I am still trying to develop a recipe for cream buns something like the scones from Murchies in Victoria, BC (see my previous posts on the topic here and here). What I baked yesterday turned out awfully good and, if memory serves me right, is along the same lines of what they serve at Murchies.
It is worth mentioning that I've been using my Lesson 1 recipe as the basis for this, with substitutions (milk and cream for the water, add some sugar, etc). Though by itself that recipe is nothing special and one I've abandoned baking as it is written there, it still is frequently my starting point for experimentation.
My recipes was roughly:
3 cups bread flour
1/3 cup sugar
1/2 cup warm milk
3/4 cups warm heavy cream
1 1/2 teaspoon salt
2 heaping teaspoons instant yeast
1/2 cup dried currents
I started with less liquid than that (1/2 cup of each) but the dough got pretty tight, so I poured in more cream and worked the dough with wet hands until it got to a state I was comfortable with.
I mixed it in my standmixer for quite a decent time, 8-10 minutes I'd guess. I gave 90 minutes for the bulk fermentation, cut and shaped the dough, and then another 60 minute final rise. I baked them around 25 minutes at 375.
Looking back at my photo of the Murchies scone, they were a bit yellower. perhaps I'll add an egg or some butter the next time I try to make these so they come out more brioche-y. These were very good though, both hot out of the oven and for breakfast the next day.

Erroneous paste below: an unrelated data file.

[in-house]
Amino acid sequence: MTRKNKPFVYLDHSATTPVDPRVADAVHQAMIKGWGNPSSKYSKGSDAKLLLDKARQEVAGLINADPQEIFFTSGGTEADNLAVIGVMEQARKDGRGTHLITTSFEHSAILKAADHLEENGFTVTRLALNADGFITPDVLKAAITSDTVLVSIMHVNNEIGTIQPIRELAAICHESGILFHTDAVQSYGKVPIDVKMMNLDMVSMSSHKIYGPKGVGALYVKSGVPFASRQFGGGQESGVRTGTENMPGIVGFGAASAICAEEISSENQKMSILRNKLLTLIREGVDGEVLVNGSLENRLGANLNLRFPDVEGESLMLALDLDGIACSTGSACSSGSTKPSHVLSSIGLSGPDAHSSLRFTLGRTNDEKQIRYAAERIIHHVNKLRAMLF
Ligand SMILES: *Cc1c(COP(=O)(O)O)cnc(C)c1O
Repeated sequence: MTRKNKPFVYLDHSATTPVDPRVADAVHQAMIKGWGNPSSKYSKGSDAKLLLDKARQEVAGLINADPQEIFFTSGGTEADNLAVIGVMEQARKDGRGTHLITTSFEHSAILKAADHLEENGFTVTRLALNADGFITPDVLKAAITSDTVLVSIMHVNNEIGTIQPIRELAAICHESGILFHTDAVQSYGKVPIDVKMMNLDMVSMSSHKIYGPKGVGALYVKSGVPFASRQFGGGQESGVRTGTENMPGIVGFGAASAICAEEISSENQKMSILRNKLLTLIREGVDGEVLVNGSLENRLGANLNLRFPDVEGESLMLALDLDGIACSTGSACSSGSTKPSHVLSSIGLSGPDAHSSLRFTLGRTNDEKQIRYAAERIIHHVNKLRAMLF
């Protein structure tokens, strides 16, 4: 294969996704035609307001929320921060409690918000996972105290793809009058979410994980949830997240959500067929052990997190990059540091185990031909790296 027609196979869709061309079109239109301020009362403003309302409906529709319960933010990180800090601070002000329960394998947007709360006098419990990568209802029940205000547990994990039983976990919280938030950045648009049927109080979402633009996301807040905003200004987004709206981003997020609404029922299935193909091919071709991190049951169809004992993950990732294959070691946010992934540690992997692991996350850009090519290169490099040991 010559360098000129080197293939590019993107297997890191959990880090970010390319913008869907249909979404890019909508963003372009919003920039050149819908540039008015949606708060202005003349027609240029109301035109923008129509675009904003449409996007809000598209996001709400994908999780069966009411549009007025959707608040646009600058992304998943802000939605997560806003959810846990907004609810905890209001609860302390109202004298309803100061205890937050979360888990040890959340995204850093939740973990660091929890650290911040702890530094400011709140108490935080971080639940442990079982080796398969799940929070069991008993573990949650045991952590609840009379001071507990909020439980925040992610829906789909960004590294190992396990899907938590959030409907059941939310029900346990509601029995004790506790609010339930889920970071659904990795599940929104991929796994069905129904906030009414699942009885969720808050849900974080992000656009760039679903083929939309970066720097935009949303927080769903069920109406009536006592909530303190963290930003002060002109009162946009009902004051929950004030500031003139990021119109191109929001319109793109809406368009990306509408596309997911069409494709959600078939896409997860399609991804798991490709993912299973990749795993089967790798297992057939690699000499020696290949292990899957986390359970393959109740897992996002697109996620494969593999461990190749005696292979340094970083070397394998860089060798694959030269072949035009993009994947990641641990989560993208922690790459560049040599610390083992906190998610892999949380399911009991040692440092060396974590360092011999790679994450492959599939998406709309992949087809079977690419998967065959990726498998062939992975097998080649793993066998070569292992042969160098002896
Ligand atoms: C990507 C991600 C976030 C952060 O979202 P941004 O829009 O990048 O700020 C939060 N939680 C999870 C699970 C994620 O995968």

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While making these I remembered that one of my favorite baked items in France this summer, the little Briochette they sold in the grocery stores there, are fairly similar to these. There is the assumption here that the way to appeal to Americans is to make things sickly sweet. I could be wrong, but it seems like there is a missed opportunity here: were I a purveyor of baked items I'd try putting out something soft, less sweet, and with a good shelf life, something that a parent wouldn't feel guilty feeding their child. The closest thing I can find in grocery stores around here are the King's Hawaiian Sweet Rolls, which our kids devour every time we buy them. Sprinkle in little bits of chocolate, currents, raisins, or dried cranberries, maybe come out with a whole grain version -- Moore's Flour Mill in Ukiah, CA used to make these whole wheat raisin buns that were to die for -- and I think you'd have a real winner.